• Vaccines.  Oy.  This isn’t hard.  There’s a reason people don’t have polio today.  Frankly, we’re a generation away from genetic modifications that can address birth defects.  The ethics of this… that’s a separate topic.

Each of these has an impact on people.  Some more than others.  Some appear simple, but are in reality quite complicated.  It’s natural for people to look for correlation in causation.  ex: Ms. McCarthy’s crusade against vaccines has led to more child deaths than should be reasonable.  We all but eliminated measles in North America up until a few years ago.

Adapting to change is hard.  If folks don’t understand their current value, it’s near sure they won’t understand their value after a change.  Natural reaction is to resist the change.  Ignoring that the change has these impacts makes for disenfranchised people, and can build a massive wave that seems to come from nowhere.  And when people are filled with this anger, they stop seeing clearly.  They stop wanting to talk about it, to perhaps tweak their ideas, to not see other people as enemies.  It’s a slippery slope.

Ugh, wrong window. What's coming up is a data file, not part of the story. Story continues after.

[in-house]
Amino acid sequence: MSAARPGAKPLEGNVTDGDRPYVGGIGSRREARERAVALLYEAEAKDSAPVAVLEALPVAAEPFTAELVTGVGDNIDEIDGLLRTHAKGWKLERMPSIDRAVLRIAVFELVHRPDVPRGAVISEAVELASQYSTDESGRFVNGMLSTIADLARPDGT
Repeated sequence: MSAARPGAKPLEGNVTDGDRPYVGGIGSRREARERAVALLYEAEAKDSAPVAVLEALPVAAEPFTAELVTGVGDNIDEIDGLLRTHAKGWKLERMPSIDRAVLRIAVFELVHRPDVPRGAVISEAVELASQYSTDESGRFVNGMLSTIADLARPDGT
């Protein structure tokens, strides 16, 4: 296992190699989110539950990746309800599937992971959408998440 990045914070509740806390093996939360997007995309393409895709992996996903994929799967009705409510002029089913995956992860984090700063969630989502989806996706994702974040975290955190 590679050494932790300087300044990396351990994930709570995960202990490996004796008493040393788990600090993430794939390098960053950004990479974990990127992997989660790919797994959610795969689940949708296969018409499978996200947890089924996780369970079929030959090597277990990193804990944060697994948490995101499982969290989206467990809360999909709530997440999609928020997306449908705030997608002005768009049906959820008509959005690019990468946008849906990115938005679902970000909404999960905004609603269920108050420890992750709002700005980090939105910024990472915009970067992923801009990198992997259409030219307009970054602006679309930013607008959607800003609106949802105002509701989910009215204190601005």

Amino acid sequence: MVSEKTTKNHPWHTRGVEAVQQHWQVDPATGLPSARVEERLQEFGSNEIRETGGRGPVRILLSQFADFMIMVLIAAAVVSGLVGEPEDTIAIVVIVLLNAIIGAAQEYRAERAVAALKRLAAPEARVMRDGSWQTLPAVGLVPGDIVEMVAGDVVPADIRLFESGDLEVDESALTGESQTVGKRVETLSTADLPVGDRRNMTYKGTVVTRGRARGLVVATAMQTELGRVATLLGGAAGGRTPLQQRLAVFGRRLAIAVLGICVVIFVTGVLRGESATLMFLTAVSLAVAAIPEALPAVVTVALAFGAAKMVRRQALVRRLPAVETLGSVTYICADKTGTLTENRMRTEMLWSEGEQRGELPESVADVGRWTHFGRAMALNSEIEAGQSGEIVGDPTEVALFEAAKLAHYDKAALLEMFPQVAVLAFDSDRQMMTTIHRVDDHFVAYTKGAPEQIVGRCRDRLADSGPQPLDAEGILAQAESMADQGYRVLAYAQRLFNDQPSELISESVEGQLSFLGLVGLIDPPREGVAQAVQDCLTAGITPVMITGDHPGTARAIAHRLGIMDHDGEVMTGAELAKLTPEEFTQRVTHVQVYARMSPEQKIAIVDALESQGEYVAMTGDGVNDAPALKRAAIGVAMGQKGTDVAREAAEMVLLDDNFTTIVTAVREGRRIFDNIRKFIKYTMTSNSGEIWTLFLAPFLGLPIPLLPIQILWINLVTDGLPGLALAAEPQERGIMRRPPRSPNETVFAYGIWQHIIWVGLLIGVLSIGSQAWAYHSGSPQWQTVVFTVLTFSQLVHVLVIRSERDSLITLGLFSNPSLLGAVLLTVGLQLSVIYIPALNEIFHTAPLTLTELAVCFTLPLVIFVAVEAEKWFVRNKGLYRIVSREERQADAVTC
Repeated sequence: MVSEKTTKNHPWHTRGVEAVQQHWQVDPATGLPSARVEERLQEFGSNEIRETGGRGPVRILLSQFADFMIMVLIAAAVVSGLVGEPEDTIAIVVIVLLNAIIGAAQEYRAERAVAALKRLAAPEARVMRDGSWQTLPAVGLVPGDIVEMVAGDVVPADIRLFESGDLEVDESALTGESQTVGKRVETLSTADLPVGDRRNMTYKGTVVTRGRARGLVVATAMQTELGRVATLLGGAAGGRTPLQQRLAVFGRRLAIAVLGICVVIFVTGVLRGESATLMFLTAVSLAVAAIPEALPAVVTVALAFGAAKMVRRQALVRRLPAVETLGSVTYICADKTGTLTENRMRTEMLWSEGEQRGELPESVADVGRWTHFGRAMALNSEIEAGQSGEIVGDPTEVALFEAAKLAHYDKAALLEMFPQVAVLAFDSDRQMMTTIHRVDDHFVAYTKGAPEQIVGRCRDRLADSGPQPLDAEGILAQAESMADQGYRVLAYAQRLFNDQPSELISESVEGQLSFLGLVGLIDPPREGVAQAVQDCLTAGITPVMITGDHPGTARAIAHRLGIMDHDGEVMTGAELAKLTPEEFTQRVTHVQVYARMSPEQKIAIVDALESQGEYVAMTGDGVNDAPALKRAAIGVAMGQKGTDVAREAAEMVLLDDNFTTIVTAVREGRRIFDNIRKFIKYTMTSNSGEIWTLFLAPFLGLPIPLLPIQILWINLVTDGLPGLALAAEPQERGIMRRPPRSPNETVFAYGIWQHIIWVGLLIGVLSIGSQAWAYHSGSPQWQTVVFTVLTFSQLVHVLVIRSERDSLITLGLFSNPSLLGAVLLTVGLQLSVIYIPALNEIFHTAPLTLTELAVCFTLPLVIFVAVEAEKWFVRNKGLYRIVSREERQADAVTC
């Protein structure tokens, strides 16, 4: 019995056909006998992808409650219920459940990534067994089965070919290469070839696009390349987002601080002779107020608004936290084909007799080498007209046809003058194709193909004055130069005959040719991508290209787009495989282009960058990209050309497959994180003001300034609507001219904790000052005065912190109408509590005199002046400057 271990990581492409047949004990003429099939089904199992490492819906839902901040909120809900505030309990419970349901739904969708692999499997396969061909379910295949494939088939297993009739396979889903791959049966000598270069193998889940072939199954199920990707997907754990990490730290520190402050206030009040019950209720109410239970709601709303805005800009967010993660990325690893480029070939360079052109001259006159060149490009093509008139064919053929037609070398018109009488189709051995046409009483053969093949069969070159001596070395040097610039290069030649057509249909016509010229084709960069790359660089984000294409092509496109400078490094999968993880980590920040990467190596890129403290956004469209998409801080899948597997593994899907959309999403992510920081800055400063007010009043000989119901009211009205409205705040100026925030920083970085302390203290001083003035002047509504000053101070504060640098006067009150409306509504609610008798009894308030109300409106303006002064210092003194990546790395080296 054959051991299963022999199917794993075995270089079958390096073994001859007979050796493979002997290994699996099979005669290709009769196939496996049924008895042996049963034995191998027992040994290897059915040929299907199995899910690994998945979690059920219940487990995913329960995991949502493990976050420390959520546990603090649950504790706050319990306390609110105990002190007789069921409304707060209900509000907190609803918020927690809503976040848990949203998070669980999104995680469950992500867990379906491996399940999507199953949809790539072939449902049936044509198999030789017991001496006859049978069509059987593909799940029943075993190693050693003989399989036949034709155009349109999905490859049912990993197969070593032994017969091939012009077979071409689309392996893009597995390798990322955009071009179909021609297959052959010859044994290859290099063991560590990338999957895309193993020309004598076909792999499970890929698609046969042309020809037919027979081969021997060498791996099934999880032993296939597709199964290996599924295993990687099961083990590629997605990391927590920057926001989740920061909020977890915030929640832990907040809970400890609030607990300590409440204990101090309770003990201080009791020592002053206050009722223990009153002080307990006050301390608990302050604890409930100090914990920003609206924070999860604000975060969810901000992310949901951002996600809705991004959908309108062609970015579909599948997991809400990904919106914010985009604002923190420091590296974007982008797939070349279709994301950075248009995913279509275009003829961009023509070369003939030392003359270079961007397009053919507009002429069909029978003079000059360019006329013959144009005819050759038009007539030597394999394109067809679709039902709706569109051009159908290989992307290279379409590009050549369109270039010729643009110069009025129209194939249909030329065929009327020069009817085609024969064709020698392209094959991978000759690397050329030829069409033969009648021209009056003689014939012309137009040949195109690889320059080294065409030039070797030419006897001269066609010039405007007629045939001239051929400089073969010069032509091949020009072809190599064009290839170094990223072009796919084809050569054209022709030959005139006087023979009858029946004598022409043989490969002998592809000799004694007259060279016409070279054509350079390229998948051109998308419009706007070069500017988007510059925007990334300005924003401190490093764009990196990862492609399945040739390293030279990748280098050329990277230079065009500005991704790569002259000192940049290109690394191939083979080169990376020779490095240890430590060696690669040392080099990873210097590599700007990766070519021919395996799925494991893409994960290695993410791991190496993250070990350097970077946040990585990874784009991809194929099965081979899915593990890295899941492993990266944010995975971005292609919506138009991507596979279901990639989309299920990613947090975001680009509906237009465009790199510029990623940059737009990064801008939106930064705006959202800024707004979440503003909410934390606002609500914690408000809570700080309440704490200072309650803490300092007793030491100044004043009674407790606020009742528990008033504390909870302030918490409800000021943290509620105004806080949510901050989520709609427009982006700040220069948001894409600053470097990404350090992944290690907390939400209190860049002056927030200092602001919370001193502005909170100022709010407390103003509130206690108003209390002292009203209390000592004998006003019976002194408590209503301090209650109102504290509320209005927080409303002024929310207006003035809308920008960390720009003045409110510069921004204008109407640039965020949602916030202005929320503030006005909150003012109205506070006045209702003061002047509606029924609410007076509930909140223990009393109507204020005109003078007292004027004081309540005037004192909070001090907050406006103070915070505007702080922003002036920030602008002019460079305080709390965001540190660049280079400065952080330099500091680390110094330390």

And people who are in positions of power think they are in leadership positions.  They’ll stoke the emotional flames to stay in power or to try an attain more.  Why?  Because it’s the easiest thing to do.  And who doesn’t like easy?

There’s an old saying that goes:  If you meet an asshole during the day, you’re having a bad day.  If you meet nothing but assholes… you’re the asshole.